C. Obligation to Repay. Repayment must be possible though it may not necessarily be immediate. In some cases, to reciprocate quickly reflects negatively on the perceived value of the gift. A debtor is required to remain in debt for a significant time as an acknowledgment of the importance of being related. When gifts can be received and repaid almost immediately (as in western culture), the participants are of equal status, the gift exchange does not result in a flow of power, and creating relationship (through indebtedness) is not the object. When gift giving is asymmetrical and repayments delayed, the reverse is true, namely, the participants are not of equal status, the exchange results in a flow of power, and the object is to create relationships. "A gift opens the way for the giver and ushers him into the presence of the great," Proverbs 18:16. To a missionary who separates persons and things, the process seems incomprehensible. To the national, such separation is not only impossible but also immoral. Such is the challenge of cross cultural ministry. The need for identification with and understanding of the local people is no small matter.
In order to communicate, there must be mutual intelligibility--whether speaking words or giving gifts. Herein lies the challenge for the messenger of God. By practicing gift exchange according to the specific culturally determined rules, the missionary can be a powerful, transforming influence. In light of gift giving, these items have significant implications for mission.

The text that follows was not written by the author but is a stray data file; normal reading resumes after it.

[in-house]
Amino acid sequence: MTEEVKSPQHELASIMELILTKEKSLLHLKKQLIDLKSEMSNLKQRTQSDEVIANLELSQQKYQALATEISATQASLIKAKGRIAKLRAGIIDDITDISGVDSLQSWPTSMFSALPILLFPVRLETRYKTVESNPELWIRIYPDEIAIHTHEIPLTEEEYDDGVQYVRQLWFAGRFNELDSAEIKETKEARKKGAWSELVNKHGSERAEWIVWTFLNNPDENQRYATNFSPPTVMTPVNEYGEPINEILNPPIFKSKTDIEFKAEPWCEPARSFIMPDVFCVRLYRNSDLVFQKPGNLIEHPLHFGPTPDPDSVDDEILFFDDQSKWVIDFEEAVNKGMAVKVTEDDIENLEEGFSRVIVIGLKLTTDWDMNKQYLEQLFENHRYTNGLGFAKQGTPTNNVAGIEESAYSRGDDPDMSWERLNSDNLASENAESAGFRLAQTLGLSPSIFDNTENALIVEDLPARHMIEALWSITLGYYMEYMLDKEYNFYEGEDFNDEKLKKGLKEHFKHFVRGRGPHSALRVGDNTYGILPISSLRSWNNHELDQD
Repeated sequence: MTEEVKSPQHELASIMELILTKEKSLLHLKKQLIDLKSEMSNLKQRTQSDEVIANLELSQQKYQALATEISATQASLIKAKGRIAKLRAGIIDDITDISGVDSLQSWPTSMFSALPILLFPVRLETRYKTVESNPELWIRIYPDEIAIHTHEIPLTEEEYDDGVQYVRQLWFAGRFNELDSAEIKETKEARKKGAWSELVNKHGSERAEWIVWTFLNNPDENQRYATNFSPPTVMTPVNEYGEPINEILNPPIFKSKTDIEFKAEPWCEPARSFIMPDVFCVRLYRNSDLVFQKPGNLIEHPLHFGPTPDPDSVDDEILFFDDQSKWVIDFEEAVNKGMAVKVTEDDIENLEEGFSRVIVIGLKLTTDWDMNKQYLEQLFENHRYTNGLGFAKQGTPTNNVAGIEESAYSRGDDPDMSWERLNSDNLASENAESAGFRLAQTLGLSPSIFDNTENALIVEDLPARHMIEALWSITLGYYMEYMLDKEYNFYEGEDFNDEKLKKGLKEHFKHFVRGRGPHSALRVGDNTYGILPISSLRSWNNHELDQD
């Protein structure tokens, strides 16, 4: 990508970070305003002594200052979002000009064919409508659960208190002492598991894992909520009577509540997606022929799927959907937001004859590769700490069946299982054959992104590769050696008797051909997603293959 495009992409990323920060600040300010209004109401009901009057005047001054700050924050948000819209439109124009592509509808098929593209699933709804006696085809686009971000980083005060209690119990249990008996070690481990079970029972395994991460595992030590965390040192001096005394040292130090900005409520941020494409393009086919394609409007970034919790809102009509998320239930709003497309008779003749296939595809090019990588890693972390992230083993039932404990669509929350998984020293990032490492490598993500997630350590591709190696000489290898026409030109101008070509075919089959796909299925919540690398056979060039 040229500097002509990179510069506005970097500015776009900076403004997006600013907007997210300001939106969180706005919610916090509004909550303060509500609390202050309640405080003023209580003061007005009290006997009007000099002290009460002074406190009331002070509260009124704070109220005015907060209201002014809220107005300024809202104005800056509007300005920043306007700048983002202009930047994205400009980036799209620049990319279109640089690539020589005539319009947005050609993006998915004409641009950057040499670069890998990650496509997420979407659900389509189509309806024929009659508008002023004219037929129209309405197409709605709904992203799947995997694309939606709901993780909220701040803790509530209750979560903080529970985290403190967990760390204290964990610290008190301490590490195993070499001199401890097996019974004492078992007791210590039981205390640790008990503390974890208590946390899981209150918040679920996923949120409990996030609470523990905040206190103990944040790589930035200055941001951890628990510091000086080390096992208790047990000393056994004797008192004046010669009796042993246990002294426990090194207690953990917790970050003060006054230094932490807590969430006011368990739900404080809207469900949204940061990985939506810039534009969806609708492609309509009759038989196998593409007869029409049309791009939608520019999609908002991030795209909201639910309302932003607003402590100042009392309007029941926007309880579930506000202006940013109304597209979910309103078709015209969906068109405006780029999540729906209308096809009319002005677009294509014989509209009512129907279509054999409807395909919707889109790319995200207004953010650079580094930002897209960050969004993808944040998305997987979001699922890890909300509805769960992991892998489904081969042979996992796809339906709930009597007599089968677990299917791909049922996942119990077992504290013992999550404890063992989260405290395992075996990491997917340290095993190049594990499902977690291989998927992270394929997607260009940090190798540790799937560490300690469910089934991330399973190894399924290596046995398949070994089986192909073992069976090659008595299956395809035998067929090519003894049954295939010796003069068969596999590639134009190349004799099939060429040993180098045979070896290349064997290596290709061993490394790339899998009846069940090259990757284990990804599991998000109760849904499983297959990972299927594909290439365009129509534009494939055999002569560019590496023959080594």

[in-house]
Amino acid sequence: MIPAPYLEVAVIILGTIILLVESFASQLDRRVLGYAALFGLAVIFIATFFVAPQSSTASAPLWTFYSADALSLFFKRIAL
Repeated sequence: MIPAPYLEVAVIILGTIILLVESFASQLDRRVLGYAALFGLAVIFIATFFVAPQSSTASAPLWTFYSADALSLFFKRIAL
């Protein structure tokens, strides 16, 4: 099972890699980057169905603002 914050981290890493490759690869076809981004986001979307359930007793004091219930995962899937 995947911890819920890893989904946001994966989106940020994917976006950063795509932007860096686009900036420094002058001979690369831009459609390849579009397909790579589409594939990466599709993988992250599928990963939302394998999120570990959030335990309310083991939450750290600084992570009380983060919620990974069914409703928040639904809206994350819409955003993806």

A. Duty to Give. Missionaries are givers. They spend their lives lavishing care on others. Yet, others have the same obligation, the same need to give. How much do we acknowledge their rights in this regard, do we allow or encourage their giving on their terms and in their way? Do we allow ourselves to be indebted to them? Are we guilty of being the rich almoner who humiliates and antagonizes the recipients of our charity? Is this not the danger in supporting nationals with North American money?
B. Duty to Receive. Giving and receiving characterize each party in a gift exchange. Are we as attentive to our social duty as receivers as we are to our moral obligation as givers? Not to receive is to refuse to place ourselves--even temporarily--in an inferior position, to fail to establish a relationship of reciprocity and mutuality. Is our receiving on their terms or our terms? Do we demand immediate return of what we lend or immediate reciprocity of what we give? We really need to learn to be gracious receivers, to accept what is tedious--things we do not want or appreciate, do not need or cannot use. There is more to authentic, mutual relationships than our preferences allow.